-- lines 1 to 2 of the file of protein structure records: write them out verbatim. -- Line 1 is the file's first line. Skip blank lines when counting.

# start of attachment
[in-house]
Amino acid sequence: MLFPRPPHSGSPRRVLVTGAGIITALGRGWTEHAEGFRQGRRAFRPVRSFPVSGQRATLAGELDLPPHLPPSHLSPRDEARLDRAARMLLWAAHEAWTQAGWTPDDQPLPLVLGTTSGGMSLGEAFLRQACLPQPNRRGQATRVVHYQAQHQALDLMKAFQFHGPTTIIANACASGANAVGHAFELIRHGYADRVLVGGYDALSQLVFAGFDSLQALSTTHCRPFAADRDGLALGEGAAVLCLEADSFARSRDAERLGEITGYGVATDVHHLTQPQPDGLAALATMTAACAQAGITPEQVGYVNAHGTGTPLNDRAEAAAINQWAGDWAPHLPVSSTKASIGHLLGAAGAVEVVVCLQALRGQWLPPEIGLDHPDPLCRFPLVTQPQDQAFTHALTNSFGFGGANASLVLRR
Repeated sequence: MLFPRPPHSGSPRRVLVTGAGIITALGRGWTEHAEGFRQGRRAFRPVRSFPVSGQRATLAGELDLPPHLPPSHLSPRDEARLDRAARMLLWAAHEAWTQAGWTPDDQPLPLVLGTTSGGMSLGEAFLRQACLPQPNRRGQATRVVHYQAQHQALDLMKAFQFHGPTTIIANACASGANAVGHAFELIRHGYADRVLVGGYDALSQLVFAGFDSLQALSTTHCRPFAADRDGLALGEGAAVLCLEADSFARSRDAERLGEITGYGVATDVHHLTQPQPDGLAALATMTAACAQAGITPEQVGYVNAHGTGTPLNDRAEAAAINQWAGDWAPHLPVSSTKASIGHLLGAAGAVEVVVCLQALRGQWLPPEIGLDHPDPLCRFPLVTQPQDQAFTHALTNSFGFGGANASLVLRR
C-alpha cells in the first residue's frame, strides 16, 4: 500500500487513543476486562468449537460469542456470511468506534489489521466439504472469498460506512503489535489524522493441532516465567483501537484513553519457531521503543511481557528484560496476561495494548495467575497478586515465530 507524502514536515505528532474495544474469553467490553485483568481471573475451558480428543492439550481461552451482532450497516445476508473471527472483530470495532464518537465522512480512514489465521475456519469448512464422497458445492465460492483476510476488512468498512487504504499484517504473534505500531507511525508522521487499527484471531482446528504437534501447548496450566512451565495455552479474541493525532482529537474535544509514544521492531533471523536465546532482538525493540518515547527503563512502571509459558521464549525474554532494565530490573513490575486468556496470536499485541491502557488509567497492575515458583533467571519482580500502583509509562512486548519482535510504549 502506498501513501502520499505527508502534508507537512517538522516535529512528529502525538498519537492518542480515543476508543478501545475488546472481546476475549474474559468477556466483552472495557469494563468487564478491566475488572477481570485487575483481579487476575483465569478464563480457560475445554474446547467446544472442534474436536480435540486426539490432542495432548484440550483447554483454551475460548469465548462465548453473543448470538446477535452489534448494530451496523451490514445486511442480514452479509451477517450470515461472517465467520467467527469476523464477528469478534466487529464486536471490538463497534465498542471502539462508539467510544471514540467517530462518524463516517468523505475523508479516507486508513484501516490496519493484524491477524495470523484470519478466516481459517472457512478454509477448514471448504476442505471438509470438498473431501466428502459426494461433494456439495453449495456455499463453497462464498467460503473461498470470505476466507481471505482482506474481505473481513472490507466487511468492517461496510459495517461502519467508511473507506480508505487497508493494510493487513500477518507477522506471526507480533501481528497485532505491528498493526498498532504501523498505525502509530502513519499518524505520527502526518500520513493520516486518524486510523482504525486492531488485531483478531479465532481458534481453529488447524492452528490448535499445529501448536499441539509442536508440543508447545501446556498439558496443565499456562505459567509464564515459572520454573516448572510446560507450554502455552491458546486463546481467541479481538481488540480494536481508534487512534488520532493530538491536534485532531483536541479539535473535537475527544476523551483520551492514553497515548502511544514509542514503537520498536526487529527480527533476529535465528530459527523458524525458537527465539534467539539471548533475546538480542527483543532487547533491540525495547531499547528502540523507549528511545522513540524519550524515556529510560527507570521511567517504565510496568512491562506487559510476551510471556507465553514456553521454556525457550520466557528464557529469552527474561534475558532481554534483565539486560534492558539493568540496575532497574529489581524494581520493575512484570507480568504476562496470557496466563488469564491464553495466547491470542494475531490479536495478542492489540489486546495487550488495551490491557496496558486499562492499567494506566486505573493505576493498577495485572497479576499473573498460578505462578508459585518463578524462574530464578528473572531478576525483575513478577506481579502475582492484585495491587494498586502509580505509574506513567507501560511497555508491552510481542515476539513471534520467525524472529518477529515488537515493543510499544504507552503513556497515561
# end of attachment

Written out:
[in-house]
Amino acid sequence: MLFPRPPHSGSPRRVLVTGAGIITALGRGWTEHAEGFRQGRRAFRPVRSFPVSGQRATLAGELDLPPHLPPSHLSPRDEARLDRAARMLLWAAHEAWTQAGWTPDDQPLPLVLGTTSGGMSLGEAFLRQACLPQPNRRGQATRVVHYQAQHQALDLMKAFQFHGPTTIIANACASGANAVGHAFELIRHGYADRVLVGGYDALSQLVFAGFDSLQALSTTHCRPFAADRDGLALGEGAAVLCLEADSFARSRDAERLGEITGYGVATDVHHLTQPQPDGLAALATMTAACAQAGITPEQVGYVNAHGTGTPLNDRAEAAAINQWAGDWAPHLPVSSTKASIGHLLGAAGAVEVVVCLQALRGQWLPPEIGLDHPDPLCRFPLVTQPQDQAFTHALTNSFGFGGANASLVLRR